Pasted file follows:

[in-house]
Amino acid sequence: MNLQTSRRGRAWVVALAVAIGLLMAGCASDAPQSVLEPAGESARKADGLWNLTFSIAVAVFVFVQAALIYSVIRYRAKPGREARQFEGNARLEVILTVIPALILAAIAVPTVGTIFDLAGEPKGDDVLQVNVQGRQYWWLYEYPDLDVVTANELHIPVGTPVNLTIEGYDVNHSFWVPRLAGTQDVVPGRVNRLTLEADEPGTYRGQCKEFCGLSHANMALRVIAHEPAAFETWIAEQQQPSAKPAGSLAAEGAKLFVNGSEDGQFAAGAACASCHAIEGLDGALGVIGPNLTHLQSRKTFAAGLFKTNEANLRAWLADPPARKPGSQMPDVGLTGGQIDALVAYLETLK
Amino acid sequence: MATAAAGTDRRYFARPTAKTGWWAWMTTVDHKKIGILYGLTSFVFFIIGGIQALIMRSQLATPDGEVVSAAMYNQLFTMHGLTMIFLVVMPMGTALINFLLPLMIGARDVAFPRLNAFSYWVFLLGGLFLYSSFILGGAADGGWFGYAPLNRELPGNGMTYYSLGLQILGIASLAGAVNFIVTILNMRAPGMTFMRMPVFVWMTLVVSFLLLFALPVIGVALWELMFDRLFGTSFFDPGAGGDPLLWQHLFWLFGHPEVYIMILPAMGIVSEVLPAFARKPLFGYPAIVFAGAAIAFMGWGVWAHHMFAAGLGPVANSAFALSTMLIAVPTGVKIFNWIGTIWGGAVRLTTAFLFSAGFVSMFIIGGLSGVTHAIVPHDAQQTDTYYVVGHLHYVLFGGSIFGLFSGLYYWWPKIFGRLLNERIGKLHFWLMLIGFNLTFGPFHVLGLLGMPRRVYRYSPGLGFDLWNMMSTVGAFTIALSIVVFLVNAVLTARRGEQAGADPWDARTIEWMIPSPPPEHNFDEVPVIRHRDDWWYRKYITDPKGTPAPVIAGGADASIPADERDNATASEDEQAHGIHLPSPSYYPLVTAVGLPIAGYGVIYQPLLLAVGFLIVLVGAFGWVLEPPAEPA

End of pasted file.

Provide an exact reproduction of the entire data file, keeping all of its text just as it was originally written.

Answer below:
[in-house]
Amino acid sequence: MNLQTSRRGRAWVVALAVAIGLLMAGCASDAPQSVLEPAGESARKADGLWNLTFSIAVAVFVFVQAALIYSVIRYRAKPGREARQFEGNARLEVILTVIPALILAAIAVPTVGTIFDLAGEPKGDDVLQVNVQGRQYWWLYEYPDLDVVTANELHIPVGTPVNLTIEGYDVNHSFWVPRLAGTQDVVPGRVNRLTLEADEPGTYRGQCKEFCGLSHANMALRVIAHEPAAFETWIAEQQQPSAKPAGSLAAEGAKLFVNGSEDGQFAAGAACASCHAIEGLDGALGVIGPNLTHLQSRKTFAAGLFKTNEANLRAWLADPPARKPGSQMPDVGLTGGQIDALVAYLETLK
Amino acid sequence: MATAAAGTDRRYFARPTAKTGWWAWMTTVDHKKIGILYGLTSFVFFIIGGIQALIMRSQLATPDGEVVSAAMYNQLFTMHGLTMIFLVVMPMGTALINFLLPLMIGARDVAFPRLNAFSYWVFLLGGLFLYSSFILGGAADGGWFGYAPLNRELPGNGMTYYSLGLQILGIASLAGAVNFIVTILNMRAPGMTFMRMPVFVWMTLVVSFLLLFALPVIGVALWELMFDRLFGTSFFDPGAGGDPLLWQHLFWLFGHPEVYIMILPAMGIVSEVLPAFARKPLFGYPAIVFAGAAIAFMGWGVWAHHMFAAGLGPVANSAFALSTMLIAVPTGVKIFNWIGTIWGGAVRLTTAFLFSAGFVSMFIIGGLSGVTHAIVPHDAQQTDTYYVVGHLHYVLFGGSIFGLFSGLYYWWPKIFGRLLNERIGKLHFWLMLIGFNLTFGPFHVLGLLGMPRRVYRYSPGLGFDLWNMMSTVGAFTIALSIVVFLVNAVLTARRGEQAGADPWDARTIEWMIPSPPPEHNFDEVPVIRHRDDWWYRKYITDPKGTPAPVIAGGADASIPADERDNATASEDEQAHGIHLPSPSYYPLVTAVGLPIAGYGVIYQPLLLAVGFLIVLVGAFGWVLEPPAEPA